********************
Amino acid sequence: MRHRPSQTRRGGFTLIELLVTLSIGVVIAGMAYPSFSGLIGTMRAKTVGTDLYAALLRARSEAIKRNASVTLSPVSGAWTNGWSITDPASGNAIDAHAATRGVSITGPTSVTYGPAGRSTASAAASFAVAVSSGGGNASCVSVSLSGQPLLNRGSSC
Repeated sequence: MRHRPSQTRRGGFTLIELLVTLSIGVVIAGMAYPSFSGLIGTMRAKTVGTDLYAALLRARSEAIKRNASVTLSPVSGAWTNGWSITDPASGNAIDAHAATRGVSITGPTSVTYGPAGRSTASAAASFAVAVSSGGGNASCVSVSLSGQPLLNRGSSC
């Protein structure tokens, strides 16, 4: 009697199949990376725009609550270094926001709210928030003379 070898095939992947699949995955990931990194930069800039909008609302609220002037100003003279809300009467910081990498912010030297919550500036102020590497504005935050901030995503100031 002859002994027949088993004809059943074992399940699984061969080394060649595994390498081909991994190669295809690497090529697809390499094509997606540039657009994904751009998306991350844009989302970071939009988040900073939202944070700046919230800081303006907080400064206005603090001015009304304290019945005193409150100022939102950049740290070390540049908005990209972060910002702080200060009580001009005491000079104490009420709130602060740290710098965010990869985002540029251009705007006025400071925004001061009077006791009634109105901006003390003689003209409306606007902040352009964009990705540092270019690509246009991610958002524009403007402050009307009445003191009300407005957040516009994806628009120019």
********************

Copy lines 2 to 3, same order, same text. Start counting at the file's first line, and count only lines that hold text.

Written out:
Repeated sequence: MRHRPSQTRRGGFTLIELLVTLSIGVVIAGMAYPSFSGLIGTMRAKTVGTDLYAALLRARSEAIKRNASVTLSPVSGAWTNGWSITDPASGNAIDAHAATRGVSITGPTSVTYGPAGRSTASAAASFAVAVSSGGGNASCVSVSLSGQPLLNRGSSC
């Protein structure tokens, strides 16, 4: 009697199949990376725009609550270094926001709210928030003379 070898095939992947699949995955990931990194930069800039909008609302609220002037100003003279809300009467910081990498912010030297919550500036102020590497504005935050901030995503100031 002859002994027949088993004809059943074992399940699984061969080394060649595994390498081909991994190669295809690497090529697809390499094509997606540039657009994904751009998306991350844009989302970071939009988040900073939202944070700046919230800081303006907080400064206005603090001015009304304290019945005193409150100022939102950049740290070390540049908005990209972060910002702080200060009580001009005491000079104490009420709130602060740290710098965010990869985002540029251009705007006025400071925004001061009077006791009634109105901006003390003689003209409306606007902040352009964009990705540092270019690509246009991610958002524009403007402050009307009445003191009300407005957040516009994806628009120019």